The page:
An attractive scene plays out on the last two mornings of July. First, on July 30, the crescent moon floats among bright Jupiter, red Mars, the bright star Aldebaran, and the pretty Pleiades star cluster. They’re all in the eastern sky two hours before sunrise. Then, next morning the moon, as an even thinner crescent, hangs below the celestial grouping.
August 12: The Perseus meteor shower peaks
After 11 p.m. local time on August 11, begin looking toward the northeast for streaking meteors from the Perseid meteor shower. You can watch for meteors through dawn on the morning of August 12. Since the moon sets near midnight, its light interferes little with spotting meteors, which may number up to 50 per hour, perhaps more. They appear to emanate from the constellation Perseus, which is near the more familiar W–shaped constellation Cassiopeia. To be sure, the Perseids likely will be 2024’s best meteor shower.
August 14: Conjunction between red Mars and bright Jupiter
From mid-July through mid-August, red Mars will slowly approach bright Jupiter in Taurus the Bull. Then, on the morning of August 14, Mars will be less than the width of a full moon from Jupiter.
Late August mornings: 6 planets before sunrise
By this time, you’ve probably already seen Jupiter and Mars in the morning sky, coming off their conjunction in mid-August. You’ve probably spotted Saturn, too, farther to the west. But in late August, there are six planets in the morning sky. Can you challenge yourself to spot them all? Mercury will be rising before the sun. The later in the month you look, the better your chance to see it, creeping up from the eastern horizon. Uranus and Neptune will require optical aid and finder charts. Uranus is currently in Taurus while Neptune is in Pisces. You can use Stellarium to help track them down.
October 5, November 4 and December 4: The crescent moon meets Venus
Some of the most eye-catching sky sights happen when a crescent moon appears near the brightest planet, Venus. Indeed, three such occasions occur in fall’s evening sky. As the twilight sky deepens after sunset on October 5, November 4 and December 4, look toward the western horizon for a dramatic scene. Venus will be unmistakable shining next to the waxing crescent moon.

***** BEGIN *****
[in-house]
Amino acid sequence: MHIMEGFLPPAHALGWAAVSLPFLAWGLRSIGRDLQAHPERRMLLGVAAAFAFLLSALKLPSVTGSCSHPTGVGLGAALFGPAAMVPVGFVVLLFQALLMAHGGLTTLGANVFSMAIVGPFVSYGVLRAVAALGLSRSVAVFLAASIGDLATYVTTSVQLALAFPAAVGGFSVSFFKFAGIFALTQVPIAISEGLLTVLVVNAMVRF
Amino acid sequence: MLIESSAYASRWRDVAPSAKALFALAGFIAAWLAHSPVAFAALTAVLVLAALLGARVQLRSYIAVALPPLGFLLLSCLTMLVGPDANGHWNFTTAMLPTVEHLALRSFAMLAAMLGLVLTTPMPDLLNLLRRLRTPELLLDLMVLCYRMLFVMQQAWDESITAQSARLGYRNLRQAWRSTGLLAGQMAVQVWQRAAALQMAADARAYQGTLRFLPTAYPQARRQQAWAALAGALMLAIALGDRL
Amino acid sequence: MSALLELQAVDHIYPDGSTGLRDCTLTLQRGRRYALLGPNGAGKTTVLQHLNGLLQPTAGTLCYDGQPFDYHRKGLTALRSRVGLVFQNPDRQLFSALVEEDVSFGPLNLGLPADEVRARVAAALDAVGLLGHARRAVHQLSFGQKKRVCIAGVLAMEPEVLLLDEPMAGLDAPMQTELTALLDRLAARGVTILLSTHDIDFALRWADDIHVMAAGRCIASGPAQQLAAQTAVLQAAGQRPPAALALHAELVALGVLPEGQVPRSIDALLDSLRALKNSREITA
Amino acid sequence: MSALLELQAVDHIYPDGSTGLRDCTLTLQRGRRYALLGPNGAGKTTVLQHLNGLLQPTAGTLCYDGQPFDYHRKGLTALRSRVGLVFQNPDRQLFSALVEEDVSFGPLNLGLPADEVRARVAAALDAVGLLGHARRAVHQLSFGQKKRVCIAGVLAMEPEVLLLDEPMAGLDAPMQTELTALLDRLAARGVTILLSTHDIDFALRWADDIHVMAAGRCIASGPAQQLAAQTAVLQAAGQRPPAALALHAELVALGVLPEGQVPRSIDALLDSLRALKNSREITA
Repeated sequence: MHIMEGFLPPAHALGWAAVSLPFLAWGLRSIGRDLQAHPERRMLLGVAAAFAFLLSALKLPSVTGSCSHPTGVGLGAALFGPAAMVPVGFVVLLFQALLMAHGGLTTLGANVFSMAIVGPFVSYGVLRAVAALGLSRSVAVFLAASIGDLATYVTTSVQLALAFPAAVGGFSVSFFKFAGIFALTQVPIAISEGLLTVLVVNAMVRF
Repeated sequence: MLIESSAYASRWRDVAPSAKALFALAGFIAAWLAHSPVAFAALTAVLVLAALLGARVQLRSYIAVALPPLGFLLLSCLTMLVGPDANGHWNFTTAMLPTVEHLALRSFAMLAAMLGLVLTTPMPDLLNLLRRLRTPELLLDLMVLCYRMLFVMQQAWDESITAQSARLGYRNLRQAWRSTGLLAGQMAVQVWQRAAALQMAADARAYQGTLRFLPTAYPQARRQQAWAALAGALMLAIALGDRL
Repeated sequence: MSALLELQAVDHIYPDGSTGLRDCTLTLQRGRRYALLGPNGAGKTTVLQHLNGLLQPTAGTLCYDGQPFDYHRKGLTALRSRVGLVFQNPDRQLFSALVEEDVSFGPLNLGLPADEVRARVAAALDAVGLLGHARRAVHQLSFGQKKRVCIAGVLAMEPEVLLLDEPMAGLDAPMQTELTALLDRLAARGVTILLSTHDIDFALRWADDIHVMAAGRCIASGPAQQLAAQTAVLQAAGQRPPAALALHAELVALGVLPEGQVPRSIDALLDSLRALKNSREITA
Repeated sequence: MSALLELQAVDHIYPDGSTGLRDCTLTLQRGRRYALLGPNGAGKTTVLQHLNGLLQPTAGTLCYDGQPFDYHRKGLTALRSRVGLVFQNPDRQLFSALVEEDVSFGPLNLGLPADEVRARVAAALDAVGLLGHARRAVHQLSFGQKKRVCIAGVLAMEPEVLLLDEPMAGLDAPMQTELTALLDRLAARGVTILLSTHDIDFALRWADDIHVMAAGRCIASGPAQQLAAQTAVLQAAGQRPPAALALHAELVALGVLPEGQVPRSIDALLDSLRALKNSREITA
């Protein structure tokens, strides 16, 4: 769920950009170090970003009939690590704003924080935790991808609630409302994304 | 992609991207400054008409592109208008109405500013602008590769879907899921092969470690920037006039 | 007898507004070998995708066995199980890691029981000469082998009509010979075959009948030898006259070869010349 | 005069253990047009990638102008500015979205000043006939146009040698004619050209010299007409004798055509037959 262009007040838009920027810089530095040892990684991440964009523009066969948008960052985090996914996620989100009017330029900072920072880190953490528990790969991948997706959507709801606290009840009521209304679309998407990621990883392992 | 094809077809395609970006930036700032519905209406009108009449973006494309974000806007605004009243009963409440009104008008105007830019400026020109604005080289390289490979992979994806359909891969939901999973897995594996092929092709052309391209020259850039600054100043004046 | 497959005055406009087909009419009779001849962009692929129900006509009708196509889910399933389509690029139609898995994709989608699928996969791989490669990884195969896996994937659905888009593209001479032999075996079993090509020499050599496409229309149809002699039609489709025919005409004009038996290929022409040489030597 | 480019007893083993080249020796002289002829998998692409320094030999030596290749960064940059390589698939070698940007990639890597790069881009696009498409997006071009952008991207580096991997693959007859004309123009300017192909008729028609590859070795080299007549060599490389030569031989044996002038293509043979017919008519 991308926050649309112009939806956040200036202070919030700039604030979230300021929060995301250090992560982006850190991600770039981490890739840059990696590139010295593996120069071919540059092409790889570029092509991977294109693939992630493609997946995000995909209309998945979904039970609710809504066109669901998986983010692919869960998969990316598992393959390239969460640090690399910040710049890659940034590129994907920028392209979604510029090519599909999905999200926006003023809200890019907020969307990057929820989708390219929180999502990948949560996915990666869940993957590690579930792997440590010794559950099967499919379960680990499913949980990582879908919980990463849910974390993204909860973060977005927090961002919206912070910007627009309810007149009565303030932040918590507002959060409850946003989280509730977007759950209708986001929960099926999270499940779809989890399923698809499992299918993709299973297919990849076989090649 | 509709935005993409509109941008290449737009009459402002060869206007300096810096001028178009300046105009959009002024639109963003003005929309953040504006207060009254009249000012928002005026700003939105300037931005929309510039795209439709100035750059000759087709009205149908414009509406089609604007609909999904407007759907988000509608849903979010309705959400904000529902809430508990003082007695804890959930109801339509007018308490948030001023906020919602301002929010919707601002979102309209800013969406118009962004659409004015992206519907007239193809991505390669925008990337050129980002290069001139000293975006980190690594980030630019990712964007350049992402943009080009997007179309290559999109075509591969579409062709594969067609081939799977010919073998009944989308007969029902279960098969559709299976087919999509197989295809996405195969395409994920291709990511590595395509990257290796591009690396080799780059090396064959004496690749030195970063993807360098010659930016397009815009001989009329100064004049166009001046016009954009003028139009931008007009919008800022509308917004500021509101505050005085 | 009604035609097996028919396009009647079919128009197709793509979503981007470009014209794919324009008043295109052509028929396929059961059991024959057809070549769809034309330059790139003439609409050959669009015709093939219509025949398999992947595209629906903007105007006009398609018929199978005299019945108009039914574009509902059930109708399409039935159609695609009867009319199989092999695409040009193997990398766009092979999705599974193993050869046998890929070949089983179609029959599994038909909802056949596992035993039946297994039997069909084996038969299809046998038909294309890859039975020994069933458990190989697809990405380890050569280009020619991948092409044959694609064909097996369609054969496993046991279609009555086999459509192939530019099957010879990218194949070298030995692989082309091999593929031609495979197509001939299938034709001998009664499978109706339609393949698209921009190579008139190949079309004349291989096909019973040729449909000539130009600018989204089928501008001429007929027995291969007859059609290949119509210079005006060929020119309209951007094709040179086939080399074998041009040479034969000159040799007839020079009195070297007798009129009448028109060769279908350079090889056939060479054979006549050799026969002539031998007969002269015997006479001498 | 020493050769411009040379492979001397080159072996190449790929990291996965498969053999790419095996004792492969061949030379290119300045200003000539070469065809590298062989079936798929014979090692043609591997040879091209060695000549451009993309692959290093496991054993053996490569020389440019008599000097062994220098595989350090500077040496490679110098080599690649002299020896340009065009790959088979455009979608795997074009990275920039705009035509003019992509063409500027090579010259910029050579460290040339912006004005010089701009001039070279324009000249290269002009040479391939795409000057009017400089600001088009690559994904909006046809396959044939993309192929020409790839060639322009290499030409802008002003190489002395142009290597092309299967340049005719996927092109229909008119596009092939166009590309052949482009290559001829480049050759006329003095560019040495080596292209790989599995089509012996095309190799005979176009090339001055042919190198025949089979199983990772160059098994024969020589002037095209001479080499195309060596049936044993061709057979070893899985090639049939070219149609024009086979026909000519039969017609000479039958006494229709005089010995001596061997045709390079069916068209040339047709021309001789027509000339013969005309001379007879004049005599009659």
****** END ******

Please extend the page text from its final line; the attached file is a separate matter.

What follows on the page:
October 14 to 24: Comet Tsuchinshan–ATLAS at its brightest
A beautiful, graceful cometary apparition might be in store for us. It’s been a while since we’ve had a wispy comet tail stretch across our evening sky. This October, in particular October 14 through 24, Comet Tsuchinshan–ATLAS could be bright in the early evening sky. With ten months to go, all looks good for a great showing.
November 12: Venus shines near a mysterious glow
Brilliant Venus will shine low above the southwestern horizon on November 12 about an hour after sunset. And, just above it lies the mysterious star-forming nebula, M8, or the Lagoon Nebula. Center Venus in binoculars and the indistinct glow of M8 will become apparent.
December 5: Mars meets stellar bees
Mars visits the stellar bees of the Beehive star cluster in Cancer on December 5. Look northeast around 11 p.m. your local time for the red planet. Directly next to it will be the dim glow of the cluster. Use binoculars to see Mars standing over the many glittering stars of the Beehive.
Bottom line: Check out the best sky scenes of 2024! A total solar eclipse crosses North America, planets have close pairings, a comet may shine bright and more!